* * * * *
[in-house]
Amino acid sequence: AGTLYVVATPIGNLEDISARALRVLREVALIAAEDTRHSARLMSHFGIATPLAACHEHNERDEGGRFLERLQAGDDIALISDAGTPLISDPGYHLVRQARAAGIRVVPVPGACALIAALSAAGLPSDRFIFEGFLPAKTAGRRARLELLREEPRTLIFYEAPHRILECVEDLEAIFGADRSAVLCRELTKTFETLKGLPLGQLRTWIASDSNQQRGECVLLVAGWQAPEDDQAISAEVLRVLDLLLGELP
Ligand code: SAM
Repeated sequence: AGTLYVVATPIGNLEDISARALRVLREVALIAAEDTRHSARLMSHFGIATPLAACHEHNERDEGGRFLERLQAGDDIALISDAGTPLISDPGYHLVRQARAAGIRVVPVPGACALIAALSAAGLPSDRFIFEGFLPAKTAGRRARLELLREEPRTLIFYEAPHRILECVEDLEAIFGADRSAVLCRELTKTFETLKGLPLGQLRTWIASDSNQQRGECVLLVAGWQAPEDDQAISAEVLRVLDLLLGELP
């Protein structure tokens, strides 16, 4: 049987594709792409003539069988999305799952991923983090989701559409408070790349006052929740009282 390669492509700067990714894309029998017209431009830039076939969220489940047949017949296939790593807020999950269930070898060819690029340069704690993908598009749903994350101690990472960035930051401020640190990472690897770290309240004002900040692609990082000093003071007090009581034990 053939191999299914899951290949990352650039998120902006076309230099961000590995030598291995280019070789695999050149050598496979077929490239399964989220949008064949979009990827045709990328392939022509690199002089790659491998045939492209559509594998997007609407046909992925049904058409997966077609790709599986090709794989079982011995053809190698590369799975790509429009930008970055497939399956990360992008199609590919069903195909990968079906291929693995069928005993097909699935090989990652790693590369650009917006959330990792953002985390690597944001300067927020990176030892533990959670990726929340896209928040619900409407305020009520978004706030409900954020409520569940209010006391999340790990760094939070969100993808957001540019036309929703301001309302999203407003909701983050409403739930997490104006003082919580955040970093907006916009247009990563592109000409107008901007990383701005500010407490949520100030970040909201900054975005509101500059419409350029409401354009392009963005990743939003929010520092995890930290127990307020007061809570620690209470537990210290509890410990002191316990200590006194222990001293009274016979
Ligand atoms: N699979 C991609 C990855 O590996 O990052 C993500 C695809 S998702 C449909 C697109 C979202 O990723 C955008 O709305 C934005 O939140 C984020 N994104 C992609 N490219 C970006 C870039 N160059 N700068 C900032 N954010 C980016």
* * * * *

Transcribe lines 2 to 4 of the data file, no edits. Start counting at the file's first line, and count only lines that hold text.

Amino acid sequence: AGTLYVVATPIGNLEDISARALRVLREVALIAAEDTRHSARLMSHFGIATPLAACHEHNERDEGGRFLERLQAGDDIALISDAGTPLISDPGYHLVRQARAAGIRVVPVPGACALIAALSAAGLPSDRFIFEGFLPAKTAGRRARLELLREEPRTLIFYEAPHRILECVEDLEAIFGADRSAVLCRELTKTFETLKGLPLGQLRTWIASDSNQQRGECVLLVAGWQAPEDDQAISAEVLRVLDLLLGELP
Ligand code: SAM
Repeated sequence: AGTLYVVATPIGNLEDISARALRVLREVALIAAEDTRHSARLMSHFGIATPLAACHEHNERDEGGRFLERLQAGDDIALISDAGTPLISDPGYHLVRQARAAGIRVVPVPGACALIAALSAAGLPSDRFIFEGFLPAKTAGRRARLELLREEPRTLIFYEAPHRILECVEDLEAIFGADRSAVLCRELTKTFETLKGLPLGQLRTWIASDSNQQRGECVLLVAGWQAPEDDQAISAEVLRVLDLLLGELP